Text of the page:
While the Flood Wall Street gatherers focused on the ways that big companies profit from fossil fuel extraction and environmental degradation, much of this week of climate change action in the build-up to the United Nations summit on Tuesday has been about how addressing climate change and growing the economy can work together in positive ways.

That relationship was the focus of the New Climate Economy report released last week, which concluded that if the $90 trillion expected to be invested in global infrastructure in the next 15 years is done in a low-carbon manner, it could “cost about the same as conventional infrastructure, but would deliver significantly greater economic, social, and environmental benefits in the long-run.”

On the other side of the Charging Bull curious passersby paused to take in the cacophonous scene. William Crow, a financial sector worker in town from Virginia for the day, said he didn’t know what was happening but that he was familiar with the climate march from the day before.

“I don’t think our country is serious enough about climate change,” he said. “I see this as being proactive.”

While Crow said he firmly believes in the free market system, he thinks there needs to be greater awareness of the societal effect of business.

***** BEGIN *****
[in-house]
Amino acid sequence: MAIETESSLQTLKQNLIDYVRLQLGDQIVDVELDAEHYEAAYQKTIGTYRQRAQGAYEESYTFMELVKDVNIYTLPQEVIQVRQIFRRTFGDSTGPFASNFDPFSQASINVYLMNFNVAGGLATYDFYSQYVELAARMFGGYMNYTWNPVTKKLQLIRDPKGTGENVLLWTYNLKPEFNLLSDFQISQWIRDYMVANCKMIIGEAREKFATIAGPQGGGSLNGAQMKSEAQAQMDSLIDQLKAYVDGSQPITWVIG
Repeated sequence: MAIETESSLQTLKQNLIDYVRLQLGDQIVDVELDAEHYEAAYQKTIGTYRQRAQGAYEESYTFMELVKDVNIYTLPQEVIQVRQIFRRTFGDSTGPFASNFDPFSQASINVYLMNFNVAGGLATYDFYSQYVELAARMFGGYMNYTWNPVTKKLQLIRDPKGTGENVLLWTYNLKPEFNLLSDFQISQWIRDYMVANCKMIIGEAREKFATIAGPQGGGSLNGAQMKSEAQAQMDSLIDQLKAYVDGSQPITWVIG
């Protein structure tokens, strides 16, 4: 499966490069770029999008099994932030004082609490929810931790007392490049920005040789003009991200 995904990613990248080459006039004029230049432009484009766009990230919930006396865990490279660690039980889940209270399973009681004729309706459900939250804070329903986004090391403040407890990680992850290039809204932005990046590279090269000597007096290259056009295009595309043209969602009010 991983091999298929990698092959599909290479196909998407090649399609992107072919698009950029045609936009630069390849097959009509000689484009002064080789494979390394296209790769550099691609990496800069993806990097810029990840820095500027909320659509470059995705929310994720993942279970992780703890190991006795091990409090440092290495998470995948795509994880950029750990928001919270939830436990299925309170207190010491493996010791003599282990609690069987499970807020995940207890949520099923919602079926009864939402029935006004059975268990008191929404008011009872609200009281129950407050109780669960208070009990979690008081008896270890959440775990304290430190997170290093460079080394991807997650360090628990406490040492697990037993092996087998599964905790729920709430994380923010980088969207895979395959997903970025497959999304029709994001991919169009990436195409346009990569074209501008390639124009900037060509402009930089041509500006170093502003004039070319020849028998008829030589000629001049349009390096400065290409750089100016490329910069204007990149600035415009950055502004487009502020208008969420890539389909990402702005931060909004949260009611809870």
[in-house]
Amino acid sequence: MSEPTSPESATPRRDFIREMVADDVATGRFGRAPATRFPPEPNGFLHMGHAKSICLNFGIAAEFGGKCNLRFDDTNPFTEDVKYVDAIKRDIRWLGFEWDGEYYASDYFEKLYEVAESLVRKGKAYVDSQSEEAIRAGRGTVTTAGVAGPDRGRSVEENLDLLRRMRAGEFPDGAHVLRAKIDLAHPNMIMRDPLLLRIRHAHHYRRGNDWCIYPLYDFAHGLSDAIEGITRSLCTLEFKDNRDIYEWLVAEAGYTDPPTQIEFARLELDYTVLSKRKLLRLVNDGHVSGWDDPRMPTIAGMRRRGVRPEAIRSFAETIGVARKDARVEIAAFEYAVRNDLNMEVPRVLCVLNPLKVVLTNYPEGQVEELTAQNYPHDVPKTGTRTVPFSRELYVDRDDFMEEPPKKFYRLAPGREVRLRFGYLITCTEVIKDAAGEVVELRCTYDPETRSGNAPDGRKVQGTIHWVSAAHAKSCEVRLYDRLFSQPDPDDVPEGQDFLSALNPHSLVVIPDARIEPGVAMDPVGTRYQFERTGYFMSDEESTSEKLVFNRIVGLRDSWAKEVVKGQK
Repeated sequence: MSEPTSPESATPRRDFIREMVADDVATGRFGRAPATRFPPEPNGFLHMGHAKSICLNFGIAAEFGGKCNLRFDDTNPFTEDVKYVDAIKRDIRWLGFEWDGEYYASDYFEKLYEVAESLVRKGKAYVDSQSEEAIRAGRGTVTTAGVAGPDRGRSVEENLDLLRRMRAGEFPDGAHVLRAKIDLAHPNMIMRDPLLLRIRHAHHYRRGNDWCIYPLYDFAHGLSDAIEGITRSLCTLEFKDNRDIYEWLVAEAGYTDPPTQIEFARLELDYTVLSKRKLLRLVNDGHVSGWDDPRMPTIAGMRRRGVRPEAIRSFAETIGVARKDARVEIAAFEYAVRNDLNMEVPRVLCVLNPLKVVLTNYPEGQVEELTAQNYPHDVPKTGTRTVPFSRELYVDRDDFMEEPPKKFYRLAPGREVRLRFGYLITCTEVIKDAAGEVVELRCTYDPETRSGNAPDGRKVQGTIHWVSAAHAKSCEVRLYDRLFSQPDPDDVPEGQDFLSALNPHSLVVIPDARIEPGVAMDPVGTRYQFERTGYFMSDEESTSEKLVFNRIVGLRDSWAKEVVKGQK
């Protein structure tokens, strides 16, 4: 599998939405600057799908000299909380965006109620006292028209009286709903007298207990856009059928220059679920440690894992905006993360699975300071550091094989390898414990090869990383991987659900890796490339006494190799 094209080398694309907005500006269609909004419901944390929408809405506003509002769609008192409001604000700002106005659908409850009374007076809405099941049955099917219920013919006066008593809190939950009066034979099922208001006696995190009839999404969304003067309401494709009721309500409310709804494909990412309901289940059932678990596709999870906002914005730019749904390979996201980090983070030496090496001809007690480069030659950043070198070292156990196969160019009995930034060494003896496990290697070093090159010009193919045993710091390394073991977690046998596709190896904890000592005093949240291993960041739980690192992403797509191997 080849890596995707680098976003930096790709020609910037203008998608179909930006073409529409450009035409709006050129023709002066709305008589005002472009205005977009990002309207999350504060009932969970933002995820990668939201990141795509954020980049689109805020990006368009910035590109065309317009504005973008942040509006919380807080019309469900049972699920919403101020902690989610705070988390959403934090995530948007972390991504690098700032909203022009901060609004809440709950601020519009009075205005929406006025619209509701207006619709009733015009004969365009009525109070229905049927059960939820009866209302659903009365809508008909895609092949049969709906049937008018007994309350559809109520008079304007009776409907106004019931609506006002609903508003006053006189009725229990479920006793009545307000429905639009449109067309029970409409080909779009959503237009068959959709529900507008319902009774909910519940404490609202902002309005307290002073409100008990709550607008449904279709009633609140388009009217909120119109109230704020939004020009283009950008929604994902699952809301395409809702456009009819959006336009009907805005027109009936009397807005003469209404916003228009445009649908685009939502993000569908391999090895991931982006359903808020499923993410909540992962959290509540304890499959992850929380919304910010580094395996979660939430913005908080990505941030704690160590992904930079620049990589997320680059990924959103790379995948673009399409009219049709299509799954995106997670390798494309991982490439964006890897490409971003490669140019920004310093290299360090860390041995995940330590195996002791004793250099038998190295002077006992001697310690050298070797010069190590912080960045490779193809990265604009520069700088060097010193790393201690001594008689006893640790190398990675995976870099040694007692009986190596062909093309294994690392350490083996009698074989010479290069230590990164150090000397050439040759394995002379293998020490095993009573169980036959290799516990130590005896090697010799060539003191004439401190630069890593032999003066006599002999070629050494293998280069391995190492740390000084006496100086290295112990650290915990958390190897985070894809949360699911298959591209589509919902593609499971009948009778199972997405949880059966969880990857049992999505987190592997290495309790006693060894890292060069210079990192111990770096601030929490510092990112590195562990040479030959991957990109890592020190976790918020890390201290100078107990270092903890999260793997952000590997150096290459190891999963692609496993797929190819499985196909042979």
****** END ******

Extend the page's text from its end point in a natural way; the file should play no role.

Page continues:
“There’s just this one planet we live on, and something is not right,” he said. “There’s dramatic changes in climate happening all over the world that we are all aware of — and yes they happen all the time but they seem to be happening in greater numbers nowadays. There seems to be hard indicators now that this relates to extreme climate conditions.”

Crow said that this all comes back to capital markets and that social implications need to be given more weight. “That has to be part of the equation,” he said. “When they run their metrics on business models, climate shouldn’t be the last thing considered — it should be one of the top factors to be debated.”

Derek Persaud, an engineer who works for a company that represents the Federal Transit Administration, said he thinks the protest is a good start.

“The U.N. Summit tomorrow is a big thing,” Persaud told ThinkProgress from the sidelines of the action. “There’s so much we can do but we also need to bring other people on board. It’s a global thing.”

The post ‘Flood Wall Street’ Protesters Say Root Cause Of Climate Change Is Unchecked Capitalism appeared first on ThinkProgress.

Top FIFA Official Believes Qatar ‘Will Not Host’ 2022 World Cup

A top official expresses concern over safety at Qatar’s 2022 World Cup, but there remains little indication that FIFA is considering a move.

The post Top FIFA Official Believes Qatar ‘Will Not Host’ 2022 World Cup appeared first on ThinkProgress.

FIFA president Sepp Blatter (right) and Sheik Mohammed bin Hamad al-Thani, chairman of Qatar World Cup committee.

FIFA president Sepp Blatter (right) and Sheik Mohammed bin Hamad al-Thani, chairman of Qatar World Cup committee.

CREDIT: Associated Press/Osama Faisal

A top FIFA executive committee official expressed belief this week that Qatar “will not host” the 2022 World Cup thanks to the country’s sweltering summer conditions that could threaten the health and safety of fans and players at the event.